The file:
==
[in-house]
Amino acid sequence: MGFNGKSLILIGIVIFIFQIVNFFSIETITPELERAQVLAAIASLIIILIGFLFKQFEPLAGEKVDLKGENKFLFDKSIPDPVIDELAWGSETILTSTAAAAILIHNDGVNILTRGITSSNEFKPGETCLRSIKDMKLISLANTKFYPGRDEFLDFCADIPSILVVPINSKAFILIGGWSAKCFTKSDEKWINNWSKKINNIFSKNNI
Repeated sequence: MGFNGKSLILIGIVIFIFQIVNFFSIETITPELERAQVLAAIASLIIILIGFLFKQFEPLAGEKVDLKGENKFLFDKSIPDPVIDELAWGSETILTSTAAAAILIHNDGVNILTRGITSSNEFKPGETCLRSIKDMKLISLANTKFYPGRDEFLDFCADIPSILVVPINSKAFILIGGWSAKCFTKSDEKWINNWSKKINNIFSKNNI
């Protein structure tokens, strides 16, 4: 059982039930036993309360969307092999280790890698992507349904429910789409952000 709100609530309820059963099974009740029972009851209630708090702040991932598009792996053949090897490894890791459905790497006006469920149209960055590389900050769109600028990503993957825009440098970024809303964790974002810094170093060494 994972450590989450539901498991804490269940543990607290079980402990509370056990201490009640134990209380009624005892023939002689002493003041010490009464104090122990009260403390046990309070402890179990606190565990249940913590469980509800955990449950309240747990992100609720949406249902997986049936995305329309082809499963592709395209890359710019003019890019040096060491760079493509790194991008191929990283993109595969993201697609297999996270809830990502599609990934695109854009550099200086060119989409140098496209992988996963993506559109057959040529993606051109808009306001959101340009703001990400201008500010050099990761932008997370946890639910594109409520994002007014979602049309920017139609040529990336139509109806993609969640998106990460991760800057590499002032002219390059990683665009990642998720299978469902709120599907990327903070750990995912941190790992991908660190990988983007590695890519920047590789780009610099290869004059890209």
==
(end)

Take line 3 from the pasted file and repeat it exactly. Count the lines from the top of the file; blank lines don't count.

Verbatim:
Repeated sequence: MGFNGKSLILIGIVIFIFQIVNFFSIETITPELERAQVLAAIASLIIILIGFLFKQFEPLAGEKVDLKGENKFLFDKSIPDPVIDELAWGSETILTSTAAAAILIHNDGVNILTRGITSSNEFKPGETCLRSIKDMKLISLANTKFYPGRDEFLDFCADIPSILVVPINSKAFILIGGWSAKCFTKSDEKWINNWSKKINNIFSKNNI